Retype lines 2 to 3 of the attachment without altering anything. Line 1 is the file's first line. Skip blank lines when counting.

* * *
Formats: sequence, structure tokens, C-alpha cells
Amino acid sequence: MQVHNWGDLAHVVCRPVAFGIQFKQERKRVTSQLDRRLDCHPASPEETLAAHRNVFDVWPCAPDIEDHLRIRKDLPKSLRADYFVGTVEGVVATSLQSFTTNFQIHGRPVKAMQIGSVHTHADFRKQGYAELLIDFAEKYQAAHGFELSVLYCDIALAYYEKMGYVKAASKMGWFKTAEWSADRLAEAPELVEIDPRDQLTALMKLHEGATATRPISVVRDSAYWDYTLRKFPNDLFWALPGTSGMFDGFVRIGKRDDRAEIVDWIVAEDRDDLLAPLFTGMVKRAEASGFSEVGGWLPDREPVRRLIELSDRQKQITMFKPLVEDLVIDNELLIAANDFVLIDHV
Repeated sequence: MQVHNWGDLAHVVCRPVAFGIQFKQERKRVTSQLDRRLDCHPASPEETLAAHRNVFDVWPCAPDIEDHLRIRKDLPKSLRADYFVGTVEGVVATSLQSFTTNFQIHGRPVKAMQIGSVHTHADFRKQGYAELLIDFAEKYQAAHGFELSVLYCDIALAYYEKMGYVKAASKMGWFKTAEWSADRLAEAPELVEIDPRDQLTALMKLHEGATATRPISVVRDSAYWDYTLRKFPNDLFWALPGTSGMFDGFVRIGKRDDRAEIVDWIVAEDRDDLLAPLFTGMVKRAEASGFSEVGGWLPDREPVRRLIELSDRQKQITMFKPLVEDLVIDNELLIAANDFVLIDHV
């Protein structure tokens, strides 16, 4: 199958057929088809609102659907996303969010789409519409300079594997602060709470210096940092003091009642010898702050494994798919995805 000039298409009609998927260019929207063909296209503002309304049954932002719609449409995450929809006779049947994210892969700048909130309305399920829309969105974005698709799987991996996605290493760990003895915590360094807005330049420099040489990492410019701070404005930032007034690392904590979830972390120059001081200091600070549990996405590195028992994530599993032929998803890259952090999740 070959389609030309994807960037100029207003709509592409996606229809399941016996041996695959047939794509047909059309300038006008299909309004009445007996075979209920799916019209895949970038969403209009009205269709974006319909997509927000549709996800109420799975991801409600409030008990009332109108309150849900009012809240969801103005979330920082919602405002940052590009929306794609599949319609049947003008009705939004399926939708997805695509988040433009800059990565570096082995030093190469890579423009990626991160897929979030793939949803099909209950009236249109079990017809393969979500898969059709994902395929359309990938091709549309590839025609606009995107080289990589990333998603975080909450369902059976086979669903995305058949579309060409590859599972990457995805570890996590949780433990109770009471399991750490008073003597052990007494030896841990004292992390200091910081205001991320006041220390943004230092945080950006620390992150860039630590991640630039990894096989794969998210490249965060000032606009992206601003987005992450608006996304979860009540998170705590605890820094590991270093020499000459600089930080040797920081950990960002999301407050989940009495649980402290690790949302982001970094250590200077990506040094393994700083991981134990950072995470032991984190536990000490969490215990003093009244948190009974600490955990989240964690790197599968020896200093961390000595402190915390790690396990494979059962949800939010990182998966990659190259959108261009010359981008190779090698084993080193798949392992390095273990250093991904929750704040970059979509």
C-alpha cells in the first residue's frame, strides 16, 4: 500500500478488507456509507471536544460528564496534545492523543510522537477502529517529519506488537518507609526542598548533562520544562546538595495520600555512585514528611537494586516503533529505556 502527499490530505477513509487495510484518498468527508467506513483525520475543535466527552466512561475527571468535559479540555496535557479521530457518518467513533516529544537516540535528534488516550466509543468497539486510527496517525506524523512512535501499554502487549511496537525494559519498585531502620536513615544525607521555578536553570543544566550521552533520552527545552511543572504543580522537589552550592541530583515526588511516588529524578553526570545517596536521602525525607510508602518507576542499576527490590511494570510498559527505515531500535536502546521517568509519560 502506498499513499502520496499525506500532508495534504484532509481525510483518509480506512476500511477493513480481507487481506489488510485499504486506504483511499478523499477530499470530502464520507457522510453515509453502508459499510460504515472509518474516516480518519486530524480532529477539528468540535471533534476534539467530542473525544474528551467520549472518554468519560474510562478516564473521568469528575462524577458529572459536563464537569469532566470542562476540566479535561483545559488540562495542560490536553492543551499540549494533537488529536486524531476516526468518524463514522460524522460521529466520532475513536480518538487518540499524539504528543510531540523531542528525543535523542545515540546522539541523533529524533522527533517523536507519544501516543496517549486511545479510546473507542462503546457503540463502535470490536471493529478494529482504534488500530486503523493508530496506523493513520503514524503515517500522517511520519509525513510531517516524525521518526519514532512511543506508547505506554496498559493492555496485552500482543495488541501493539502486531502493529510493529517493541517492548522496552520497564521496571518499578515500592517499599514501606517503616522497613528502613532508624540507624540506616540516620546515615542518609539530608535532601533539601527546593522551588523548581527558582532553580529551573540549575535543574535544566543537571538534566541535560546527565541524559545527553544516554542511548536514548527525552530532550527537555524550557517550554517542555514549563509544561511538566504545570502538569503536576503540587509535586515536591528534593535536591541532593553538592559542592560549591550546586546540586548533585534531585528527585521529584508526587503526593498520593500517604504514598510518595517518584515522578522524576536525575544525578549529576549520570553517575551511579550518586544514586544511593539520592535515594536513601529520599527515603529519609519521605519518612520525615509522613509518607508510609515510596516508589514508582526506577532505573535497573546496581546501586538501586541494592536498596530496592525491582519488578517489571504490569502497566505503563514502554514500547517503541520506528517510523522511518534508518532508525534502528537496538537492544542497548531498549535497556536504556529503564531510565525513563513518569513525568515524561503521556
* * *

Amino acid sequence: MQVHNWGDLAHVVCRPVAFGIQFKQERKRVTSQLDRRLDCHPASPEETLAAHRNVFDVWPCAPDIEDHLRIRKDLPKSLRADYFVGTVEGVVATSLQSFTTNFQIHGRPVKAMQIGSVHTHADFRKQGYAELLIDFAEKYQAAHGFELSVLYCDIALAYYEKMGYVKAASKMGWFKTAEWSADRLAEAPELVEIDPRDQLTALMKLHEGATATRPISVVRDSAYWDYTLRKFPNDLFWALPGTSGMFDGFVRIGKRDDRAEIVDWIVAEDRDDLLAPLFTGMVKRAEASGFSEVGGWLPDREPVRRLIELSDRQKQITMFKPLVEDLVIDNELLIAANDFVLIDHV
Repeated sequence: MQVHNWGDLAHVVCRPVAFGIQFKQERKRVTSQLDRRLDCHPASPEETLAAHRNVFDVWPCAPDIEDHLRIRKDLPKSLRADYFVGTVEGVVATSLQSFTTNFQIHGRPVKAMQIGSVHTHADFRKQGYAELLIDFAEKYQAAHGFELSVLYCDIALAYYEKMGYVKAASKMGWFKTAEWSADRLAEAPELVEIDPRDQLTALMKLHEGATATRPISVVRDSAYWDYTLRKFPNDLFWALPGTSGMFDGFVRIGKRDDRAEIVDWIVAEDRDDLLAPLFTGMVKRAEASGFSEVGGWLPDREPVRRLIELSDRQKQITMFKPLVEDLVIDNELLIAANDFVLIDHV